Pastor Walt Kallestad led his church to over 12,000 in attendance at weekend services. Finally, he admitted that they had success in “competing for market-share,” but failed in their mission because they “weren’t creating empowered disciples.”3 He determined to change his focus toward God’s missional call.

Settling for fake fruit enhances our reputation, but it leaves us empty-handed on judgment day. To avoid this thorn, we must focus on fulfilling the Great Commission and the Great Commandment.

Executive Exception

If pastors are not careful, the greater the success they enjoy — the larger their congregation, and the louder the applause — the more they begin to think the rules do not apply to them. King David committed adultery with Bathsheba and then covered it up by having her husband killed. Three of our past nine presidents had serious moral failures. Every few months the media publicizes the moral failings of another prominent pastor. Each of these individuals had apparently granted themselves an executive exception from God’s law.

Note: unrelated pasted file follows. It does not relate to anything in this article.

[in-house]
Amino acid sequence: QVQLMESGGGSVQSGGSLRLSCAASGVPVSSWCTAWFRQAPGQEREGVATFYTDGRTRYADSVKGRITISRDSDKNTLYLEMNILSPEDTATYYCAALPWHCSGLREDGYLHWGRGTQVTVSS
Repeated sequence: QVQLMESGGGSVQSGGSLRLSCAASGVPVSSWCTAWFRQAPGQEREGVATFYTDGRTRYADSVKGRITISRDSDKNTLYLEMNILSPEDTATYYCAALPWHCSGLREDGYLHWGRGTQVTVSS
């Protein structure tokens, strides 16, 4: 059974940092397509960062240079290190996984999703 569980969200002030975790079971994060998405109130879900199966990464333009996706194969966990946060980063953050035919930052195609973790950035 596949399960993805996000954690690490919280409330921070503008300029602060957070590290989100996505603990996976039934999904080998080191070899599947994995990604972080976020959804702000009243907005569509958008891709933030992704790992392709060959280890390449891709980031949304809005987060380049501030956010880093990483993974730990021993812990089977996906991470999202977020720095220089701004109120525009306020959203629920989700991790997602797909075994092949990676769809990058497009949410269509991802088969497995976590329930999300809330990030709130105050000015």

To avoid the thorn of executive exception, pastors must first commit themselves to honor God’s law and act with integrity in every area of their lives. They will need the help of trusted others to discover the temptations to which they are most vulnerable. Also, they need to open their lives to these individuals and become accountable to them.

Beware Satan’s Thorns

The thorns I have discussed do not exhaust all the possibilities. Rather, I have exposed common ones that can distract pastors from God’s calling and wound their ministries. I confess I have allowed each of them to weaken my pastoral ministry. Thankfully, God’s Spirit has matured me through the years, and I have learned to beware of Satan’s thorns. With God’s enabling, we can resist every thorn of the enemy.


1. Richard Dortch, Integrity: How I Lost It, and My Journey Back (Green Forest, Arkansas: New Leaf Press, 1992), 312.

2. Adapted from Stephen Lim, “Overcoming the Superman Syndrome,” Ministry International Journal for Pastors, May 2002.

3. Walter Kallestad, “Redefining Success,” Fuller Theology, News, & Notes, Fall 2006, 6. Originally published in Leadership Journal.